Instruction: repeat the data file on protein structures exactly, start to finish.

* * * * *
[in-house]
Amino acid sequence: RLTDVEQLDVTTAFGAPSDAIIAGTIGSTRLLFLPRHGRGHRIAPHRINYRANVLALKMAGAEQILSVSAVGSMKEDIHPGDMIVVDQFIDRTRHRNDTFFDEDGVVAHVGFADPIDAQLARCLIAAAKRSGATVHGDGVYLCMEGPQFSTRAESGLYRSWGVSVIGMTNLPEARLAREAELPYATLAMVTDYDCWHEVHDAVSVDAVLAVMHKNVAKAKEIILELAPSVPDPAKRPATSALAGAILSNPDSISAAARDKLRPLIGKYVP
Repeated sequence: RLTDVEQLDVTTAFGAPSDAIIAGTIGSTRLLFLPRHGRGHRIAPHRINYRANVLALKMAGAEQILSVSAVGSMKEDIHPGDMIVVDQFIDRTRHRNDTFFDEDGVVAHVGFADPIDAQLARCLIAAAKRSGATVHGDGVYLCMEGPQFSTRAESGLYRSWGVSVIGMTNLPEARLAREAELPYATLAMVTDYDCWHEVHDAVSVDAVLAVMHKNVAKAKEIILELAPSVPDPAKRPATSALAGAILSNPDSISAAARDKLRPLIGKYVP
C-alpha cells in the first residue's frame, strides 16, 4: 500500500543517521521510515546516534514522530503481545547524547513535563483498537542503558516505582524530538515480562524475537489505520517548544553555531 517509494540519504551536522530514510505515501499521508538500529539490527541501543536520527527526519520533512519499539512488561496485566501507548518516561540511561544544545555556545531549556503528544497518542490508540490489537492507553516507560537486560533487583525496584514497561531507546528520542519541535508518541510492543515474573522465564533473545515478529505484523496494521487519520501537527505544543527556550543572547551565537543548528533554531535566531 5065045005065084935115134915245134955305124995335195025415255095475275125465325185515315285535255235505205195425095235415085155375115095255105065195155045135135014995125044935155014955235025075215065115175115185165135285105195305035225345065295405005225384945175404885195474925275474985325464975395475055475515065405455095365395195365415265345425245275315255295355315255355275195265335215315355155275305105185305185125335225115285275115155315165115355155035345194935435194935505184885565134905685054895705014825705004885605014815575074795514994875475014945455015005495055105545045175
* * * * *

[in-house]
Amino acid sequence: RLTDVEQLDVTTAFGAPSDAIIAGTIGSTRLLFLPRHGRGHRIAPHRINYRANVLALKMAGAEQILSVSAVGSMKEDIHPGDMIVVDQFIDRTRHRNDTFFDEDGVVAHVGFADPIDAQLARCLIAAAKRSGATVHGDGVYLCMEGPQFSTRAESGLYRSWGVSVIGMTNLPEARLAREAELPYATLAMVTDYDCWHEVHDAVSVDAVLAVMHKNVAKAKEIILELAPSVPDPAKRPATSALAGAILSNPDSISAAARDKLRPLIGKYVP
Repeated sequence: RLTDVEQLDVTTAFGAPSDAIIAGTIGSTRLLFLPRHGRGHRIAPHRINYRANVLALKMAGAEQILSVSAVGSMKEDIHPGDMIVVDQFIDRTRHRNDTFFDEDGVVAHVGFADPIDAQLARCLIAAAKRSGATVHGDGVYLCMEGPQFSTRAESGLYRSWGVSVIGMTNLPEARLAREAELPYATLAMVTDYDCWHEVHDAVSVDAVLAVMHKNVAKAKEIILELAPSVPDPAKRPATSALAGAILSNPDSISAAARDKLRPLIGKYVP
C-alpha cells in the first residue's frame, strides 16, 4: 500500500543517521521510515546516534514522530503481545547524547513535563483498537542503558516505582524530538515480562524475537489505520517548544553555531 517509494540519504551536522530514510505515501499521508538500529539490527541501543536520527527526519520533512519499539512488561496485566501507548518516561540511561544544545555556545531549556503528544497518542490508540490489537492507553516507560537486560533487583525496584514497561531507546528520542519541535508518541510492543515474573522465564533473545515478529505484523496494521487519520501537527505544543527556550543572547551565537543548528533554531535566531 5065045005065084935115134915245134955305124995335195025415255095475275125465325185515315285535255235505205195425095235415085155375115095255105065195155045135135014995125044935155014955235025075215065115175115185165135285105195305035225345065295405005225384945175404885195474925275474985325464975395475055475515065405455095365395195365415265345425245275315255295355315255355275195265335215315355155275305105185305185125335225115285275115155315165115355155035345194935435194935505184885565134905685054895705014825705004885605014815575074795514994875475014945455015005495055105545045175